# Is the _unit determinant_ constraint of a rotation matrix equivalent to handedness preservation constraint?

For a matrix $$R \in \mathbb{R}^{3 \times 3}$$ to be a proper rotation $$\in$$ SO($$3$$), it has to satisfy two constraints:

• Orthonormality: $$R^TR = RR^T = I$$
• Orientation preservation: det($$R$$) = $$1$$

Some sources write orientation preservation constraint as if $$R = [u_1, u_2, u_3]$$, then orientation preservation: $$u_i \times u_j = u_k$$ , where $$\times$$ denotes the vector cross product and $$(i,j,k) = \text{cycle}(1,2,3)$$.

I am trying to preve that these two (the unit determinant and the crossproduct) constraints are equivalent for $$3$$-dimensional case, but no progress yet. Can anyone help me

• Yes, this is true. A good way to prove it is by first showing that $\det R = (u_i\times u_j)\cdot u_k$. – user856 Jun 14 '19 at 7:39
• Do you already know that orthonormality implies $u_i\times u_j = \pm u_k$? – Arthur Jun 14 '19 at 7:40
• @Arthur, Oh yeah. That's true. Thank you – zeeshan khan Jun 14 '19 at 7:43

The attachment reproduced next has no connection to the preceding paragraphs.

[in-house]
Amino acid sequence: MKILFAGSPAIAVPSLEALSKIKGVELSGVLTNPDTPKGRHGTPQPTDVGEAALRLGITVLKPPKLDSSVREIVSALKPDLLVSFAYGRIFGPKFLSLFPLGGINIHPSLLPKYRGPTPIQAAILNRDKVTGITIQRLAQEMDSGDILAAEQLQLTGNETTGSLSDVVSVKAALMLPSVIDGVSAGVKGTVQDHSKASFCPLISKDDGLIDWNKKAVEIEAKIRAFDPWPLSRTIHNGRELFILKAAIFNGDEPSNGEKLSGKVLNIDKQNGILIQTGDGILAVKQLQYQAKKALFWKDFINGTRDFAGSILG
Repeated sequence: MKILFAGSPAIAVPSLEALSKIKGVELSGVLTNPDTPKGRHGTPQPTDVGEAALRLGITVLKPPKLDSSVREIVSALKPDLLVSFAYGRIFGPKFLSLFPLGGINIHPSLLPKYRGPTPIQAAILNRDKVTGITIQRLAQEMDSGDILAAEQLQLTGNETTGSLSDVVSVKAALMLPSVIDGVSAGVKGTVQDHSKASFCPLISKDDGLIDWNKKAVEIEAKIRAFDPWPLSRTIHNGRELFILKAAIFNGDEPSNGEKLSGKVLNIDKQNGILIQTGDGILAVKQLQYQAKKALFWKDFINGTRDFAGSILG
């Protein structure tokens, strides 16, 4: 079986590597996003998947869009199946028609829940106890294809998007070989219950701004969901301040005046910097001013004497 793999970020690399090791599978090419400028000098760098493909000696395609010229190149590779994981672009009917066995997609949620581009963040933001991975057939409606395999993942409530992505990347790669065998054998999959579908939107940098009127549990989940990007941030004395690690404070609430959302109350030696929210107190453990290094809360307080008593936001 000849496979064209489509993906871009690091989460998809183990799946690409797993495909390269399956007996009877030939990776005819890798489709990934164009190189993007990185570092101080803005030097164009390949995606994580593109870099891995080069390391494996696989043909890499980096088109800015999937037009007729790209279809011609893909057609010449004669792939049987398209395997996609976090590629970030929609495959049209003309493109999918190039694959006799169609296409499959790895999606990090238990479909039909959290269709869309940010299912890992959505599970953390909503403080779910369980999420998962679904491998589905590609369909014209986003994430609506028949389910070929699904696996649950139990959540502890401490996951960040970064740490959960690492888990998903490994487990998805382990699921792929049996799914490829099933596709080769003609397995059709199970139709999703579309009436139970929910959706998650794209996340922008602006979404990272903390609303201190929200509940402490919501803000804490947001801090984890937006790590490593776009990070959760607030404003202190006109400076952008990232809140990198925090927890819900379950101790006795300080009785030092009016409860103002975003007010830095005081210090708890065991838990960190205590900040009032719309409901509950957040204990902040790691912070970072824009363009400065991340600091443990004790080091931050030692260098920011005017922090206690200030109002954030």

Since the conditions $$RR^T=I$$ and $$\det(R)=1$$ are preserved under a cyclic permutation of the columns of $$R$$, we may assume without loss of generality that $$(i,j,k)=(1,2,3)$$. For convenience, let us drop the subscripts and write $$R=[u,v,w]$$. The cross product of $$u$$ and $$v$$ is defined as the unique vector $$u\times v$$ such that $$\det(u,v,r)=(u\times v)\cdot r\quad\forall r\in\mathbb R^3.$$ It follows that $$R^T(u\times v)=\pmatrix{u^T\\ v^T\\ w^T}(u\times v) =\pmatrix{(u\times v)\cdot u\\ (u\times v)\cdot v\\ (u\times v)\cdot w} =\pmatrix{\det(u,v,u)\\ \det(u,v,v)\\ \det(u,v,w)} =\pmatrix{0\\ 0\\ \det(R)}=\det(R)\pmatrix{0\\ 0\\ 1}$$ and hence $$u\times v=RR^T(u\times v)=\det(R)R\pmatrix{0\\ 0\\ 1}=\det(R)w.\tag{1}$$ As $$R$$ is non-singular, $$w\ne0$$. Therefore $$(1)$$ shows that $$u\times v=w$$ if and only if $$\det(R)=1$$.
• So, det$(R) = 1$ is equivalent to $u \times v = w$ for any $R \in \mathbb{R}^{3 \times 3}$ matrix? – zeeshan khan Jun 14 '19 at 11:06
• Under the assumption that $RR^T=I$, yes. In other cases, no in general. – user1551 Jun 14 '19 at 11:07
• Can you also include the proof of det$(u,v,w) = (u \times v) \cdot w$ for completeness? – zeeshan khan Jun 14 '19 at 11:09